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From Chris Lu <>
Subject Re: Performance of never optimizing
Date Mon, 03 Nov 2008 05:58:33 GMT
Hi, Justus,

I had met with very similar problems as JIRA has, which has high 
modification and on a large data volume. It's a pretty common use case 
for Lucene.

The way I dealt with high rate of modification is to create a secondary 
in-memory index. And only persist documents older than a period of time.
So searching will need to combine results from two indexes. It's a bit 
complicated when creating the index, but it's worth well to save the 
extra IO-heavy merging and to improve response time, especially the 
ability to search right away with just added documents.

BTW: JIRA is great!

Chris Lu
Instant Scalable Full-Text Search On Any Database/Application
Lucene Database Search in 3 minutes:
DBSight customer, a shopping comparison site, (anonymous per request) got 2.6 Million Euro

Justus Pendleton wrote:
> Howdy,
> I have a couple of questions regarding some Lucene benchmarking and 
> what the results mean[3]. (Skip to the numbered list at the end if you 
> don't want to read the lengthy exegesis :)
> I'm a developer for JIRA[1]. We are currently trying to get a better 
> understanding of Lucene, and our use of it, to cope with the needs of 
> our larger customers. These "large" indexes are only a couple hundred 
> thousand documents but our problem is compounded by the fact that they 
> have a relatively high rate of modification (=delete+insert of new 
> document) and our users expect these modification to show up in query 
> results pretty much instantly.
> Our current default behaviour is a merge factor of 4. We perform an 
> optimization on the index every 4000 additions. We also perform an 
> optimize at midnight. Our fundamental problem is that these 
> optimizations are locking the index for unacceptably long periods of 
> time, something that we want to resolve for our next major release, 
> hopefully without undermining search performance too badly.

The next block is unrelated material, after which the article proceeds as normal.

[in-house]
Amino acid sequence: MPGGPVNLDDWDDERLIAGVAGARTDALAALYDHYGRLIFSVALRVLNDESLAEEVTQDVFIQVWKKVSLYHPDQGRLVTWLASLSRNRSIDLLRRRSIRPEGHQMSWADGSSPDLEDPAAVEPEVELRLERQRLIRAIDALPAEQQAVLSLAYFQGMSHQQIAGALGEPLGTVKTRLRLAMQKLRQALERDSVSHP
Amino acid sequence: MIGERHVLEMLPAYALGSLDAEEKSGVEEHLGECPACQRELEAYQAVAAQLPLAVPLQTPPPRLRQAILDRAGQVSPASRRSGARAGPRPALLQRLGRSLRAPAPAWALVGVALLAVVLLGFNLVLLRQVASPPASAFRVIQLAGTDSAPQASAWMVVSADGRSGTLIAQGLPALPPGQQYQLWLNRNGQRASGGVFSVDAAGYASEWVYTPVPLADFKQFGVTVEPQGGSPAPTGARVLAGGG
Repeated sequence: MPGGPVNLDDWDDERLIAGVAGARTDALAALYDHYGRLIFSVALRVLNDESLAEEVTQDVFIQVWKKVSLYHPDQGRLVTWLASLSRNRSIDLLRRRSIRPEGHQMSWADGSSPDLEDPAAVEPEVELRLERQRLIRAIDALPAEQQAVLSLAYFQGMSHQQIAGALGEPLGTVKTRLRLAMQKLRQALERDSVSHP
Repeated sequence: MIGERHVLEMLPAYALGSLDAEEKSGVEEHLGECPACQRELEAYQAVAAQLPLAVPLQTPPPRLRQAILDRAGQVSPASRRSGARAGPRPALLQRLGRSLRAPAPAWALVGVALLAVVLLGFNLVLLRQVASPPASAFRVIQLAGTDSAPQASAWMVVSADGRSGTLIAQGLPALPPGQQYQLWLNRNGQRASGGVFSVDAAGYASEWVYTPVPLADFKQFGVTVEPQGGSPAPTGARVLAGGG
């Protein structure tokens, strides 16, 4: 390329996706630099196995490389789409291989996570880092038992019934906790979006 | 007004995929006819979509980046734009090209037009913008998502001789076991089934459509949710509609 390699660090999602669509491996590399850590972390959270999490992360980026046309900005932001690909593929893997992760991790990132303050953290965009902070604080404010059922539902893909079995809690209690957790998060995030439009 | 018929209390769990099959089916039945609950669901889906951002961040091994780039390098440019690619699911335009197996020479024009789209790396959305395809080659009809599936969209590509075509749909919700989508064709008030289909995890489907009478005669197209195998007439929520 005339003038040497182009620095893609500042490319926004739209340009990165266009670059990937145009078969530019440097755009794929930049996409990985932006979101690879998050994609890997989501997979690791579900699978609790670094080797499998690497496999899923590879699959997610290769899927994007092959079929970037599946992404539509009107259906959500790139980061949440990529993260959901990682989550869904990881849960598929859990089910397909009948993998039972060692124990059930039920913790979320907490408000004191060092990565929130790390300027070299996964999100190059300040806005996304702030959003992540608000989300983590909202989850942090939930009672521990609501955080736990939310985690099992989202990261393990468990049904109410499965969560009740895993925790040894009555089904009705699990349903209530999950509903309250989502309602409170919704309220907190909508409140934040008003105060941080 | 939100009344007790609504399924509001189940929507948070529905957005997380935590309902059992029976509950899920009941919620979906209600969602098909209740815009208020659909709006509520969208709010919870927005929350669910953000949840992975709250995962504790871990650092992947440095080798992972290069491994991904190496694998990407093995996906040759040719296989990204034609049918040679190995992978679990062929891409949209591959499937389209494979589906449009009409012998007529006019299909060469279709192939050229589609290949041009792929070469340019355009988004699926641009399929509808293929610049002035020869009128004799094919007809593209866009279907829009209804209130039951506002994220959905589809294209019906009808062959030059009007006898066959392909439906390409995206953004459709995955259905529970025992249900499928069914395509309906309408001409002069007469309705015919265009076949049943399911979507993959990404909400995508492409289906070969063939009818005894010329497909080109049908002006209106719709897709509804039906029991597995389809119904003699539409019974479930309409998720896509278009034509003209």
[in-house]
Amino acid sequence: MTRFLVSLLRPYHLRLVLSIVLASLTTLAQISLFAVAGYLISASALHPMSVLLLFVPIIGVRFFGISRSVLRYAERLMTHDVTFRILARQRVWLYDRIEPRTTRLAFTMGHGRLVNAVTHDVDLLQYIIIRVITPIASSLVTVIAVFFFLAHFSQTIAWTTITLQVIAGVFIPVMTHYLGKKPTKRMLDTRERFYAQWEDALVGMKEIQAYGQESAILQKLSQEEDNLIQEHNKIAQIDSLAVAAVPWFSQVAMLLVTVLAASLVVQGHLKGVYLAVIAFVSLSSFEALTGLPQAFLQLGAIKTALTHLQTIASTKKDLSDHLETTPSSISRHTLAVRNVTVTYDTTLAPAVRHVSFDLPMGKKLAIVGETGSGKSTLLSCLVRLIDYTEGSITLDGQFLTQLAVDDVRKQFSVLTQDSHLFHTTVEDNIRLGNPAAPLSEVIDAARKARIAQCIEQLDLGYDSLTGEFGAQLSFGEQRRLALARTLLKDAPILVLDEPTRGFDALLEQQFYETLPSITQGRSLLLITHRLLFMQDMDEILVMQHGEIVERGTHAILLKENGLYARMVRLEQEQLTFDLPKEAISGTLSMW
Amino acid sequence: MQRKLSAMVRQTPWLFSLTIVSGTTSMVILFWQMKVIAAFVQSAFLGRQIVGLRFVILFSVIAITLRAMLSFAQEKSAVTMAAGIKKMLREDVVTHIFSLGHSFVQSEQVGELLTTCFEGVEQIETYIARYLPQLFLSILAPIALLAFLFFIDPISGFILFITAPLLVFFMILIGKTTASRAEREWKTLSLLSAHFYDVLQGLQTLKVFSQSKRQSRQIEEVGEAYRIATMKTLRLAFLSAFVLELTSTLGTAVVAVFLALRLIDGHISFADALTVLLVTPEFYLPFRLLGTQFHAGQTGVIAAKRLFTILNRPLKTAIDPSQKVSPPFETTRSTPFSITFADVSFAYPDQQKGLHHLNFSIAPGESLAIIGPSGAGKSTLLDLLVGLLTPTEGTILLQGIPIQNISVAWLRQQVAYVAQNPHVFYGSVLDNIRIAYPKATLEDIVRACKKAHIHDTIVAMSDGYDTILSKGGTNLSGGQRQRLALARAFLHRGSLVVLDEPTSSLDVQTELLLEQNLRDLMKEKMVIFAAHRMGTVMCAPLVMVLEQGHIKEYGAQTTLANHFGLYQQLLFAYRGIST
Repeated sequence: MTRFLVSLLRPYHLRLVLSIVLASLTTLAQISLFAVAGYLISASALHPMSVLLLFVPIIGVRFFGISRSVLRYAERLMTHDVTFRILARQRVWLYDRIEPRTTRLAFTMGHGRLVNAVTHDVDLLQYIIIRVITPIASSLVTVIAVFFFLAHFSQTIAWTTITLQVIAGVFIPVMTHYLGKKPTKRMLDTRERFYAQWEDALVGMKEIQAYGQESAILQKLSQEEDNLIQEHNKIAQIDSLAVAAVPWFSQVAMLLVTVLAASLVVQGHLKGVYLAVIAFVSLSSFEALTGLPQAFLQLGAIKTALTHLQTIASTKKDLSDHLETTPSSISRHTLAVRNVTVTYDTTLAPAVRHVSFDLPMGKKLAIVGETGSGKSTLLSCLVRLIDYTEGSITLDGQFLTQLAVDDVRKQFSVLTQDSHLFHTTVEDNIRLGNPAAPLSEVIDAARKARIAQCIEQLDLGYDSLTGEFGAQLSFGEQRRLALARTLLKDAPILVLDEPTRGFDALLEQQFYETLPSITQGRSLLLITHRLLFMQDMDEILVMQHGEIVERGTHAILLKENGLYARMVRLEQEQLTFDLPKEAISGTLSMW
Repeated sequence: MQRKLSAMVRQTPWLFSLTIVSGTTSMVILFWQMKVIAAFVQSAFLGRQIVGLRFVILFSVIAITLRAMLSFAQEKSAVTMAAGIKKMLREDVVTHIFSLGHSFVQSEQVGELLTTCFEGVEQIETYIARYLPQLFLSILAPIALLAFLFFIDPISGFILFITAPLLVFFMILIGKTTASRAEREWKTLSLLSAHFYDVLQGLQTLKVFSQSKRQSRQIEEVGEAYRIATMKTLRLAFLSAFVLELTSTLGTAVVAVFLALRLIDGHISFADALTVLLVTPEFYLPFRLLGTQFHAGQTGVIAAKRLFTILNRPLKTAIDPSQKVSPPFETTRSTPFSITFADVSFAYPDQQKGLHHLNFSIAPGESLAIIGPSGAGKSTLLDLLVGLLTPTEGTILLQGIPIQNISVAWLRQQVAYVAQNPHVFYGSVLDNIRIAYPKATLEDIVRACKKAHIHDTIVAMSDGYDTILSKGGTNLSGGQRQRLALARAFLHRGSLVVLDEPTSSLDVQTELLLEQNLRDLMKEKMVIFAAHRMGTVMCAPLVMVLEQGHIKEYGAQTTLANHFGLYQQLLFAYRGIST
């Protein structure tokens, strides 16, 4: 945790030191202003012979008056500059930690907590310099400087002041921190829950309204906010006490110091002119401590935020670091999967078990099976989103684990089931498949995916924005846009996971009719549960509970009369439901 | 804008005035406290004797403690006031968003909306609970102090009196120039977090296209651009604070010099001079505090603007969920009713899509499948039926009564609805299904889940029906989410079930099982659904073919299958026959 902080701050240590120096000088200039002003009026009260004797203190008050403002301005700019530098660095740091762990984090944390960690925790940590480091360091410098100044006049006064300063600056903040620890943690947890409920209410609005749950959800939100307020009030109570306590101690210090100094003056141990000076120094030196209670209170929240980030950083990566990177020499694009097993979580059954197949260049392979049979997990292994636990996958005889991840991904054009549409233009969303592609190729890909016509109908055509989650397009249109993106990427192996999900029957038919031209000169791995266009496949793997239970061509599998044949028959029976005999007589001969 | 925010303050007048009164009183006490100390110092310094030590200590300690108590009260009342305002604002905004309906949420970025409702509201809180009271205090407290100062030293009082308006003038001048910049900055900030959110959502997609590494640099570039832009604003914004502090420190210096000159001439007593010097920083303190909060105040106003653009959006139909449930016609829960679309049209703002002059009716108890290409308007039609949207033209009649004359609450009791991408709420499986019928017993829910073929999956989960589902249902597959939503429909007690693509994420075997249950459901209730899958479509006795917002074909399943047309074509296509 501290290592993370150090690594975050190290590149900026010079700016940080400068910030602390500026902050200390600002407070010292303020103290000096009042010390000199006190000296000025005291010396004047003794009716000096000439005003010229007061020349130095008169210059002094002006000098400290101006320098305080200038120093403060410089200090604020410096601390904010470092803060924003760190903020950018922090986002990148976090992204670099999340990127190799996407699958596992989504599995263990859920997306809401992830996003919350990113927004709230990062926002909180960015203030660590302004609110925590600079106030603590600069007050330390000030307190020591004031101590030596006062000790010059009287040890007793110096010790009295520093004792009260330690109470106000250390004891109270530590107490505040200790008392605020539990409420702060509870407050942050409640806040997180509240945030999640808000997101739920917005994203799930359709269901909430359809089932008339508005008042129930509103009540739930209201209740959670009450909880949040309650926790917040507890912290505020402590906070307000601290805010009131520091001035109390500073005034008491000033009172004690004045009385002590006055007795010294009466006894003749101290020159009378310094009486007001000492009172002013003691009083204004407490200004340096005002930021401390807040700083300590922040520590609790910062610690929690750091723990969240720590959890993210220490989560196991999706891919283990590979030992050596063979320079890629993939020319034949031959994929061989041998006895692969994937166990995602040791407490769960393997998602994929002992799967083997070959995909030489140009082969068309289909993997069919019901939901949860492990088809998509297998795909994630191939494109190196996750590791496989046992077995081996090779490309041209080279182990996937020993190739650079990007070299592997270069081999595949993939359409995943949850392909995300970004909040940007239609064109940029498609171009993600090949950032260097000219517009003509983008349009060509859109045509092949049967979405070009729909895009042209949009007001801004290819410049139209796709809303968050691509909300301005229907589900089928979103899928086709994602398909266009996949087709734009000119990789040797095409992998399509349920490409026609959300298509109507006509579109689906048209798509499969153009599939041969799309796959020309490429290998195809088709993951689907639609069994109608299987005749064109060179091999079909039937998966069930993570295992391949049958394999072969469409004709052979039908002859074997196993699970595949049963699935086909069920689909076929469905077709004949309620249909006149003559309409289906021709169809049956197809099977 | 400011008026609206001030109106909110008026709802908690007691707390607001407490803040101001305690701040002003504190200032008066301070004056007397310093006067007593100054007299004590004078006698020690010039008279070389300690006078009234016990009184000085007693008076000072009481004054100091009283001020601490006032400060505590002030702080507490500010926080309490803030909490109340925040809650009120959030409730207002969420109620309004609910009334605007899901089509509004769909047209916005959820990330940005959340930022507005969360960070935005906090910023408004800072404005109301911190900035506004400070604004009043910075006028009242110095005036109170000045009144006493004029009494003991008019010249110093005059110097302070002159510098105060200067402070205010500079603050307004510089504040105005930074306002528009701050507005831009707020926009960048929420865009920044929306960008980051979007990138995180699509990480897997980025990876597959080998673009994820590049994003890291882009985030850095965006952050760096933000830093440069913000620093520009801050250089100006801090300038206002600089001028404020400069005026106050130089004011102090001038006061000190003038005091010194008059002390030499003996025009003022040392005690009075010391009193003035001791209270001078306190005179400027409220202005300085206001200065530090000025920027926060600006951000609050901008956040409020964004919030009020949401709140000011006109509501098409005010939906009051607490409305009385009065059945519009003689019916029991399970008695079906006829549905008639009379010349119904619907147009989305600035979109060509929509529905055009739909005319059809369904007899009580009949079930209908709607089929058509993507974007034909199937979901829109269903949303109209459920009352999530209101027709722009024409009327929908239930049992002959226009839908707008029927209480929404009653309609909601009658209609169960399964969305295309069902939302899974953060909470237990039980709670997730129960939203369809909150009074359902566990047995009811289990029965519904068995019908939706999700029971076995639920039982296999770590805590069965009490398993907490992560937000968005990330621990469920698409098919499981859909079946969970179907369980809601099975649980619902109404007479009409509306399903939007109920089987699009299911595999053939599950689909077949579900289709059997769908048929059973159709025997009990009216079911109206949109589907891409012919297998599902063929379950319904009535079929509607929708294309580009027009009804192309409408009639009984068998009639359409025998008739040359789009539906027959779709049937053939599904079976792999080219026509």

> In the Lucene javadoc there is a comment, and a link to a mailing list 
> discussion[2], that suggests applications such as JIRA should never 
> perform optimize but should instead set their merge factor very low.
> In an attempt to understand the impact of a) lowering the merge factor 
> from 4 to 2 and b) never, ever optimizing on an index (over the course 
> of years and millions of additions/updates) I wanted to try to 
> benchmark Lucene.
> I used the contrib/benchmark framework and wrote a small algorithm 
> that adds documents to an index (using the Reuters doc generator), 
> does a search, does an optimize, then does another search. All the 
> pretty pictures can be seen at:
> I have several questions, hopefully they aren't overwhelming in their 
> quantity :-/
> 1. Why does the merge factor of 4 appear to be faster than the merge 
> factor of 2?
> 2. Why does non-optimized searching appear to be faster than optimized 
> searching once the index hits ~500,000 documents?
> 3. There appears to be a fairly sizable performance drop across the 
> board around 450,000 documents. Why is that?
> 4. Searching performance appears to decrease towards a fairly 
> pessimistic 20 searches per second (for a relatively simple search). 
> Is this really what we should expect long-term from Lucene?
> 5. Does my benchmark even make sense? I am far from an expert on 
> benchmarking so it is possible I'm not measuring what I think I am 
> measuring.
> Thanks in advance for any insight you can provide. This is an area 
> that we very much want to understand better as Lucene is a key part of 
> JIRA's success,
> Cheers,
> Justus
> JIRA Developer
> [1]:
> [2]:
> [3]:
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